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24-hour strike hits public transportation, health care, schools and daycare, retail

A one-day strike by labour unions on Wednesday is slowing public transportation in the Helsinki region.

Metro Matinkylän asemalla.
Image: Henrietta Hassinen / Yle

Finnish industrial workers join service, food, and power sector workers in a 24-hour strike on 3 October to protest a government bill that would make it easier for small firms to fire employees. Welfare sector union JHL also launched an indefinite overtime ban starting 1 October.

These measures mean that public services are affected by walkouts in many key sectors. Read on to find out how.

1. Public transport

Metro and tram services may come to a halt in the capital region. Most public transport conductors are JHL members, all of whom are banned from working overtime or switching shifts.

Helsinki City Transport (HKL) said that routes may have to be dropped if conductors fall ill and no replacement drivers can be found. The organisation said it cannot say in advance which routes and services will be affected.

Possible changes to schedules will be announced on the HSL website, the HSL app as well as a separate info service.

A release from the Tampere region transport operator Nysse said that certain bus routes may have to be dropped without warning. The service will inform commuters in advance of changes to the schedules of buses 1, 8, 24, 28 and 35.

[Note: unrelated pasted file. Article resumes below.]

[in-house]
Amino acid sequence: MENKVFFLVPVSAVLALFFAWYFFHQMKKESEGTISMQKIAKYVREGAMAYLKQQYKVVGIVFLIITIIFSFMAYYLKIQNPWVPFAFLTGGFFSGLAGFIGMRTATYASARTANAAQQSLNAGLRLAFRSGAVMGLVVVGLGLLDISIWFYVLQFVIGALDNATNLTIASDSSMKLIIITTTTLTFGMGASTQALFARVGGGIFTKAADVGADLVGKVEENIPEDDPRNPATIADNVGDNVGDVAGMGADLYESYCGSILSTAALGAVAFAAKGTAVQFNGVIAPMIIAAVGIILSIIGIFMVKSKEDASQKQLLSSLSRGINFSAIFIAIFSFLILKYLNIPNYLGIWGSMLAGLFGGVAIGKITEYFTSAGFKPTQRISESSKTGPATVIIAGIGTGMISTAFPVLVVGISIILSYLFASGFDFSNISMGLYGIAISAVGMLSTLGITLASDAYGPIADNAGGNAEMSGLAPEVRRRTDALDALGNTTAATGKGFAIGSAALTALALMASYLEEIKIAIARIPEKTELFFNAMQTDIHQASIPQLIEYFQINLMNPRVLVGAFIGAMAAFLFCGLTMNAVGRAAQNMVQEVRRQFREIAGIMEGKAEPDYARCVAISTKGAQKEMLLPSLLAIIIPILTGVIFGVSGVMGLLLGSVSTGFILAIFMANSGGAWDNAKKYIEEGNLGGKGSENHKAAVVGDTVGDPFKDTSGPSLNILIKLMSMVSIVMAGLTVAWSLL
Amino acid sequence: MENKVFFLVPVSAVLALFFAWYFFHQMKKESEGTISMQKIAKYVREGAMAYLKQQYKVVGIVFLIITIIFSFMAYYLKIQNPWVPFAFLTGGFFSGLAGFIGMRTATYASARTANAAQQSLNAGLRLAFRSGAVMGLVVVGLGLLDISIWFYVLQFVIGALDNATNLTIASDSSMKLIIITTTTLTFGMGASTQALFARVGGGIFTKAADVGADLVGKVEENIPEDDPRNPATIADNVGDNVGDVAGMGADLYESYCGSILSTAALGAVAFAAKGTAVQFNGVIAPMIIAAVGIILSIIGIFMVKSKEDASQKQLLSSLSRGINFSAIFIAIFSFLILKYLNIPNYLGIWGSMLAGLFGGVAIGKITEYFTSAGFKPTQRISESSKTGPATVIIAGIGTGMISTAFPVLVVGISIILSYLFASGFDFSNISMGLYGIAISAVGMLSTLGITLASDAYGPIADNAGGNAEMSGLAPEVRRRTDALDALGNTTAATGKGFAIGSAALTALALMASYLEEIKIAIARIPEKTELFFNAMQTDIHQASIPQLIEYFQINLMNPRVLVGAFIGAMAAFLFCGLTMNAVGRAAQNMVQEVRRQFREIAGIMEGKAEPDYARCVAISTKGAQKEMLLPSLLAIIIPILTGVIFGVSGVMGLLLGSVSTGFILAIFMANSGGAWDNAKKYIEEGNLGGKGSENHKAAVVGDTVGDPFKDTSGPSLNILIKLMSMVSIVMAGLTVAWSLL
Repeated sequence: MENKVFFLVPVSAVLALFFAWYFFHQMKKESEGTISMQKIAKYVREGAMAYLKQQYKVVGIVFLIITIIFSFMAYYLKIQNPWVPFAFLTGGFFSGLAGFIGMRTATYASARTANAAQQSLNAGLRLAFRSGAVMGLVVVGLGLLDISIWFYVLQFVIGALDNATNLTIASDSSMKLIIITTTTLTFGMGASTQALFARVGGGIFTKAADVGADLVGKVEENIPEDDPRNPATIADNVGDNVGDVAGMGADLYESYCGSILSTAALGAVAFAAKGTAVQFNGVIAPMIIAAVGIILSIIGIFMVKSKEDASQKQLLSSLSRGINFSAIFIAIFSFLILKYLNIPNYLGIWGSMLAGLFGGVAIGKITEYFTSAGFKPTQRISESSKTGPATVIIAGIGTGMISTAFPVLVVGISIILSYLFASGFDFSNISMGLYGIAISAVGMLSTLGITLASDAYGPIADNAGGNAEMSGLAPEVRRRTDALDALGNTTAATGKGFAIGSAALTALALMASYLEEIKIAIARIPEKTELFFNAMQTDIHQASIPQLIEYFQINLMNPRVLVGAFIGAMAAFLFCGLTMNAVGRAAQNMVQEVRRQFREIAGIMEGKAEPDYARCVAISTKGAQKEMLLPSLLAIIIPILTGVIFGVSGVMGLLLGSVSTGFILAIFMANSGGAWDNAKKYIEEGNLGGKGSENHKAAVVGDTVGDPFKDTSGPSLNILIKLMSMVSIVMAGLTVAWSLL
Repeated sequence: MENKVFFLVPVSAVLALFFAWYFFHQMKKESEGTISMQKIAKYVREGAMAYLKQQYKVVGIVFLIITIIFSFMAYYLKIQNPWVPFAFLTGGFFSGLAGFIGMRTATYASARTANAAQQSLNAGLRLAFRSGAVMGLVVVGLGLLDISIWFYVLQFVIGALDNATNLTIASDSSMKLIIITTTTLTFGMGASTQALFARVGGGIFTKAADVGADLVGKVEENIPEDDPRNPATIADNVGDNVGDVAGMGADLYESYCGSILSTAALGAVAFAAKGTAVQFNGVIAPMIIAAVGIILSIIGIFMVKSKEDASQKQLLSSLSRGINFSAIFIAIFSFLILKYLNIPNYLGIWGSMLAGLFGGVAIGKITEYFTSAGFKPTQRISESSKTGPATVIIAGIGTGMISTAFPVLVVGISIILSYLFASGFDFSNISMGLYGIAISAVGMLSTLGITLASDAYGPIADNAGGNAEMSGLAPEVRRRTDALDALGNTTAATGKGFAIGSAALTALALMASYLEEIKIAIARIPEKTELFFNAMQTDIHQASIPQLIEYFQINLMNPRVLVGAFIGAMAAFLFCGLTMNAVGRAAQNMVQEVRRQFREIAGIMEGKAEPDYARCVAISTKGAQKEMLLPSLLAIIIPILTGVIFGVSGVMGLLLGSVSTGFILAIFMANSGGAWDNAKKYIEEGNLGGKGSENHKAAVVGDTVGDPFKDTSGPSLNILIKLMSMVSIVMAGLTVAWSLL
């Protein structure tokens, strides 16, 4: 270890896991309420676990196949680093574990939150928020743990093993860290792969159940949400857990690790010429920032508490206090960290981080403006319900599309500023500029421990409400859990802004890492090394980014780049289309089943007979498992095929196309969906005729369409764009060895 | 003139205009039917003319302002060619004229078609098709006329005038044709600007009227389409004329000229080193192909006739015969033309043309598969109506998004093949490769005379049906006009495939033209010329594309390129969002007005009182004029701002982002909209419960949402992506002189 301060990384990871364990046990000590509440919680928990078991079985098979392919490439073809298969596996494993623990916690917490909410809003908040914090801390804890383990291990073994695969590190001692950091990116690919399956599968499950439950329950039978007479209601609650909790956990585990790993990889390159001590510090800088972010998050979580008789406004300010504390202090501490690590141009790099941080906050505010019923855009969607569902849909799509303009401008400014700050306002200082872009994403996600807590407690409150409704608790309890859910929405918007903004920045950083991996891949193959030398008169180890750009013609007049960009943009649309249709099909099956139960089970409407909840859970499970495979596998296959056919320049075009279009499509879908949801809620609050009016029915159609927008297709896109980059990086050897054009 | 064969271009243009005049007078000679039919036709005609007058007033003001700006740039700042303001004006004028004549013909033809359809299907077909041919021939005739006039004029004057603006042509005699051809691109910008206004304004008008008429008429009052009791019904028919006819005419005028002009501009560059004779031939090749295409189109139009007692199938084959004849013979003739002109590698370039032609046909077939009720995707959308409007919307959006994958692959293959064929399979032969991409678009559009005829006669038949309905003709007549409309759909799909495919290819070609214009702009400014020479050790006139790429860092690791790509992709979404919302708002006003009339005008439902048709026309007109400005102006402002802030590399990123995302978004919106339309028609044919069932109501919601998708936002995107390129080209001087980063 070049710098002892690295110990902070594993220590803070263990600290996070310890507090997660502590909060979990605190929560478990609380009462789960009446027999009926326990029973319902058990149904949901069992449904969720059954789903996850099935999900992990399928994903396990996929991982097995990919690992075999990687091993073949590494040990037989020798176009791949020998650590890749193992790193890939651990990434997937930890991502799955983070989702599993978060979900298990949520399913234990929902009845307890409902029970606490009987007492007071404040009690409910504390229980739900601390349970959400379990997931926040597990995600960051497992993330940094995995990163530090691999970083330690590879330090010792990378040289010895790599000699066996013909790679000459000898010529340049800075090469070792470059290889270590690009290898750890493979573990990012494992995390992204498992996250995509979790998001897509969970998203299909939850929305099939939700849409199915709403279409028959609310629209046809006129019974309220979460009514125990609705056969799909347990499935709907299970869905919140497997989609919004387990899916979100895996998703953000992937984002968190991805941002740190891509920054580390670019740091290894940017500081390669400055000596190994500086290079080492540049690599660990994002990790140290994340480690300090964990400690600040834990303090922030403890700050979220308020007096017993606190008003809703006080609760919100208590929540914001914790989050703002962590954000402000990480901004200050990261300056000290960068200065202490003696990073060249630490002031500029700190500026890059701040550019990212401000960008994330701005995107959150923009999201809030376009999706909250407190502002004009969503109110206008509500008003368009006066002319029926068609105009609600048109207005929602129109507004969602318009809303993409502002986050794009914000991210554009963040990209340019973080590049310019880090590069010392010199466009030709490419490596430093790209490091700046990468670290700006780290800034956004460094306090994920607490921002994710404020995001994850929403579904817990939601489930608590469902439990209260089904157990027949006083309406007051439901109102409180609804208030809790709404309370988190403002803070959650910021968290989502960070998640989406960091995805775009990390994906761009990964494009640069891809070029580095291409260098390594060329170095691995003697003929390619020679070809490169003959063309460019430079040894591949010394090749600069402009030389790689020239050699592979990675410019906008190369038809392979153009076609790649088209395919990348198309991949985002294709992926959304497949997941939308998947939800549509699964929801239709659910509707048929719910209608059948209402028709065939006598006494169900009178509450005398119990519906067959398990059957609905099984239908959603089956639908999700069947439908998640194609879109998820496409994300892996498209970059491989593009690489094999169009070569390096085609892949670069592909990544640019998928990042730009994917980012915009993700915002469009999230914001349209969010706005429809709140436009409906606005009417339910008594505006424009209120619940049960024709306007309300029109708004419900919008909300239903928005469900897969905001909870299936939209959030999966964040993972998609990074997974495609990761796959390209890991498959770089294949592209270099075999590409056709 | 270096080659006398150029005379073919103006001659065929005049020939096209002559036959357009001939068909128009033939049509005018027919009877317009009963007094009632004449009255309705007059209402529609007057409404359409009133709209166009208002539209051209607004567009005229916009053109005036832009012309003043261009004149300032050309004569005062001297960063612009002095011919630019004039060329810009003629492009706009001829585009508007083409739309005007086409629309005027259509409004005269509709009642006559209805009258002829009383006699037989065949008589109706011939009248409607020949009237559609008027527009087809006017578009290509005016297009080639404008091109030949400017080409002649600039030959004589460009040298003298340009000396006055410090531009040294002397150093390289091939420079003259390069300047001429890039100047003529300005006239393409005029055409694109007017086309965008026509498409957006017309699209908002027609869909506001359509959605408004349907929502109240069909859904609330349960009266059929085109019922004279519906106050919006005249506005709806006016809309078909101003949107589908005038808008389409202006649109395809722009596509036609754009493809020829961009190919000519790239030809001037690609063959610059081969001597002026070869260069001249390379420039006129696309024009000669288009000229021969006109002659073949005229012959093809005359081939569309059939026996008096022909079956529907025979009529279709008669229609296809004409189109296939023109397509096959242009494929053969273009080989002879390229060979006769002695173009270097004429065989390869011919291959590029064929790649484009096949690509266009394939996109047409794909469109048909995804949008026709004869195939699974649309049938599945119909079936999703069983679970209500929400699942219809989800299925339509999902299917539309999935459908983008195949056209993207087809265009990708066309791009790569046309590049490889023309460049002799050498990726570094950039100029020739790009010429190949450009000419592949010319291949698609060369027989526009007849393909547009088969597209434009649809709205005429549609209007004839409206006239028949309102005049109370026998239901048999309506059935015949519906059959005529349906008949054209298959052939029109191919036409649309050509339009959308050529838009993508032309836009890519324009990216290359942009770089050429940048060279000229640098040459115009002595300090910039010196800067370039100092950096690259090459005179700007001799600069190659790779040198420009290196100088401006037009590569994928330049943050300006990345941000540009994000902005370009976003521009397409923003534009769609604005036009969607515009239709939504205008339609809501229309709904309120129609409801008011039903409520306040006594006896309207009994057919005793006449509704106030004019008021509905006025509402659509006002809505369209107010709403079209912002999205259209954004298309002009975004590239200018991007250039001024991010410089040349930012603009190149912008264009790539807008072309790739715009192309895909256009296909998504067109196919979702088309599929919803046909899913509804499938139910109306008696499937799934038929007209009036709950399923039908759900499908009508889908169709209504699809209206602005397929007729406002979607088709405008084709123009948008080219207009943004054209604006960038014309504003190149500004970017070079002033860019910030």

2. Kindergartens and schools

The JHL strike will also affect daycare services.

"The effects will be far-reaching, there simply won't be enough employees on hand," JHL chair Päivi Niemi-Laine told news agency STT. "Each parent will need to plan the best way to collect their children from daycare. Employers now need to focus on providing quality service despite the action, and to prevent danger or injury."

Switching care times for children may be more difficult during the industrial action, which does not affect child minders or babysitters.

Workers such as school directors, janitors and cooks are affiliated with JHL, meaning that these school services will face disruption. Teachers belong to a different union, so classroom teaching itself will not be affected by the work restrictions.

3. Shops

The Finnish Food Workers' Union (SEL) also begins its strike action on Wednesday. Employees will be on strike at the food companies Atria, HKScan, Olvi, Sinebrychoff, Hartwall, Fazer Confectionary and Saarioinen. The industrial action does not include the dairy, bakery or poultry industries.

Certain products may be sold out in grocery stores, but labour market chief Mika Lallo from the Finnish Food and Drink Industries' Federation previously said that replacement product groups could be supplied.

4. Hospitals, health centres, elder care

Some hospital and health centre staff such as nurses and maintenance workers are JHL members. Some 60,000 employees in the social and health care sector belong to the union. Niemi-Laine said that the work ban will likely affect surgery schedules.

"Last spring when there was an overtime stoppage we noticed that there weren't enough employees in the social and health care sector for the system to be maintained without working extra," she said.

The ban on overtime and shift swaps may also affect elder care and home care services.

The service sector union PAM will also participate in the day-long strike on Wednesday 3 October. The union also instructed members that starting Wednesday and running until 23 October, they are not to engage in overtime work. PAM said it opposes the government's proposal to make firing easier for firms with fewer than 20 employees. It argued that the measure would weaken workers' protection against dismissal.

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